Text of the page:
The OF Blog: Part II of My Admin Votes for the 2006 OF Awards

Thursday, December 29, 2005

Part II of My Admin Votes for the 2006 OF Awards

OK, for brevity's sake, let's just say that I will not be giving my choices in all of the categories for various reasons. For example, I am not a movie-watching person, having seen an average of 1-2 movies a year, so there won't be any choices there. Another is that I feel uncomfortable discussing rationale behind the more 'community' type categories here, so don't expect to hear how I voted for those categories. But below are my choices in a few categories that interested me, with brief explanations for most of them:

Best New Author of 2005:

This was a tough category to choose a particular winner or runner-ups to, in part because I haven't read that many authors that have two or less books out. But reflecting back on the books I've read in 2005, there is one story that I enjoyed most:

1. Caitlin Sweet, The Silences of Home - Although this is her second novel, Sweet has been a virtual unknown outside of Canada, which is a shame, as she writes some very good tales that envoke all sorts of emotions when the reader stops to consider what she is writing. While her first story, A Telling of Stars, isn't as much of a novel as a fable in many aspects, The Silences of Home (a prequel of sorts), is a fully-realized novel with interesting characters, a plausible and interesting plot, and an underlying theme about the fragility of truth and the lies that bend it. All of these elements combine to form a story that was one of my favorite reads for 2005.

2. Tim Pratt, Little Gods - Pratt is a really good short story writer. Although I have yet to read his first novel, The Strange Adventures of Rangergirl, he gets this high position based solely on this one volume of collected short stories, which are excellently told and with a depth of meaning to them that many, more established writers fail to bring to the table.

3. Ian Cameron Esslemont, Night of Knives - Despite my choosing of this book as being Most Disappointing (due to technical/editing problems, not with his potential as an author), I believe Esslemont has the potential to develop into a solid, entertaining author whose stories should complement quite nicely those of tag-team partner Steven Erikson.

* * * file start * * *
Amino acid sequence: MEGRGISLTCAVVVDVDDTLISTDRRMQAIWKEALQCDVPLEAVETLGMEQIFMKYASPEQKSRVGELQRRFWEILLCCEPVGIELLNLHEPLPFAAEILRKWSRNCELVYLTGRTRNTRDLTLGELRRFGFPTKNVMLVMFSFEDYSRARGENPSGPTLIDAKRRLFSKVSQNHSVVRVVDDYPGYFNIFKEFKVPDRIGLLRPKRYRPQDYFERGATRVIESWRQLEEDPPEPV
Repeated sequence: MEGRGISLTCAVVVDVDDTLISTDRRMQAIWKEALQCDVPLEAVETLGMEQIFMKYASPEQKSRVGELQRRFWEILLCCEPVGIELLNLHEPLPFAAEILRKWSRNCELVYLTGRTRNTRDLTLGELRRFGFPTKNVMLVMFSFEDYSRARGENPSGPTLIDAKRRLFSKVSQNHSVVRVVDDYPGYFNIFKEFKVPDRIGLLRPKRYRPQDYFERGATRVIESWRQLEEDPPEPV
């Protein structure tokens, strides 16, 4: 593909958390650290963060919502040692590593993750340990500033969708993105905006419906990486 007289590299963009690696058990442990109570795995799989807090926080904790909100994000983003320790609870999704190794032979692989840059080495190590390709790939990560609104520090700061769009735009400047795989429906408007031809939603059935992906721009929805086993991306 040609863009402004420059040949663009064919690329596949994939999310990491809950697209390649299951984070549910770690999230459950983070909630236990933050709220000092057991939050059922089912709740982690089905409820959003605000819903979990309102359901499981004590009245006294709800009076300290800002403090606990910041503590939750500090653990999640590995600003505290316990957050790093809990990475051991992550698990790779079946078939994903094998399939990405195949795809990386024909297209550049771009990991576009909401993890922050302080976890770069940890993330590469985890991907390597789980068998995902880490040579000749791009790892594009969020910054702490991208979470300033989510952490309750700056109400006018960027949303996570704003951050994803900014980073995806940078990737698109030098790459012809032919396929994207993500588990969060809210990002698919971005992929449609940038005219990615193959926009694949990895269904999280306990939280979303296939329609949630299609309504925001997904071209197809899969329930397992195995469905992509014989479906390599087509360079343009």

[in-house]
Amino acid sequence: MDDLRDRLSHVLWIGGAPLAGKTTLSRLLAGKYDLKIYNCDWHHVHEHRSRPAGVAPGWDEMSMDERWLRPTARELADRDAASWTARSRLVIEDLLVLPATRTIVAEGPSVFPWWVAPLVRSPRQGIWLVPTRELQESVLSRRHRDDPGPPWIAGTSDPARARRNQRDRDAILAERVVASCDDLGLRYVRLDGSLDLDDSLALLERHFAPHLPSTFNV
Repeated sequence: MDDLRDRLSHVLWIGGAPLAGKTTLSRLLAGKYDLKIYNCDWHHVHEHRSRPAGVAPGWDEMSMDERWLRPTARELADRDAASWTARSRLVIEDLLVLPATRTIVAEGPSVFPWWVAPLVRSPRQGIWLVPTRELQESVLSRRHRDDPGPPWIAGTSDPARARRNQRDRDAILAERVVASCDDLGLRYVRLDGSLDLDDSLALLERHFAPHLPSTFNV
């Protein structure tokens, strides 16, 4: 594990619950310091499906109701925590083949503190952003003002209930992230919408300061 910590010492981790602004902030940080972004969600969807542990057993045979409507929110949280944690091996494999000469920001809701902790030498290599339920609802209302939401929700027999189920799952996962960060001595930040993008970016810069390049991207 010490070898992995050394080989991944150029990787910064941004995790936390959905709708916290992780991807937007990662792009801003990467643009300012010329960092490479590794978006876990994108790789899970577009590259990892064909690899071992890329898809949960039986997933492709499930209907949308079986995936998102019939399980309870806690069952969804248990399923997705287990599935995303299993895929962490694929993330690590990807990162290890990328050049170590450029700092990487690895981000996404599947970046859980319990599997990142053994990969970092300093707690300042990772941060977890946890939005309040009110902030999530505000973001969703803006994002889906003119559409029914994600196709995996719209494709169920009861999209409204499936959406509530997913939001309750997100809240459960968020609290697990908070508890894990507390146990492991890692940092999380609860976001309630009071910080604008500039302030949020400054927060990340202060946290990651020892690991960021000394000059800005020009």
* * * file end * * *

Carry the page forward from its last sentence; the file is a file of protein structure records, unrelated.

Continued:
Most Hyped Event of 2005:

1. J.K. Rowling, Harry Potter and the Half-Blood Prince - The numbers don't lie - millions of books sold in 24 hours, hundreds of people discussing the book in a one-week period over at OF. Love her or hate her (and I tend to like her), Rowling knows how to turn up the hype machine and get the ball rolling with her releases.

2. George R.R. Martin, A Feast for Crows - Again, a no-brainer, as fans have waited for 5 years for the fourth volume to the popularly and critically-acclaimed A Song of Ice and Fire series to be released. While early returns might have been somewhat mixed, it seems that the wait helped drive hundreds-long lines of people at his booksignings in November and December 2005.

3. Serenity - Although this is a movie and not a book, it seems that geeks and otherwise 'normal' fans of the cancelled Fox series Firefly made this movie a cult-like hype event. Although I've never seen the TV series and have no desire to see the movie, I thought I might as well acknowledge the hype that its fans gave to it and the numerous posts about it in 2005.

Most Underrated Book of 2005:

1. Umberto Eco, The Mysterious Flame of Queen Loana - Although I could praise Eco's latest to the heavens, it seems that for the local reading public, Eco is a treasure waiting to be discovered. This would be a great book to start with, as it's one of Eco's most accessible and yet thought-provoking books, a tale that deals with memory loss and what it means to live only with a superficial relationship to the outside world via comic books and adventure stories, among others. A must-read book that sadly hasn't yet received the ink here at OF that it has elsewhere.

2. Kelly Link, Magic for Beginners - Link is one of the best short fiction writers out there. She's been nominated for all sorts of awards and was one of Time's Five Fiction book choices for 2005. Yet hardly a word about her here at OF unless I or Drkshadow03 (and maybe Jake) mention her. Almost a crime, that is. Hopefully, she'll get more ink here in the near future, as more people read her excellent stories.

3. Caitlin Sweet, The Silences of Home - I've already said plenty above about this novel. Let's just hope as her reputation grows, that this book and others of hers will find a wider audience outside of Canada and the few lucky Americans such as myself that have read her.

And those are the categories that I choose to reveal my votes. Perhaps this will encourage some to discuss them here or elsewhere. The true value of these things really deals with persuading people to think about the excellent fiction there is available and perhaps to buy some of the works mentioned here or elsewhere because of the praise received.

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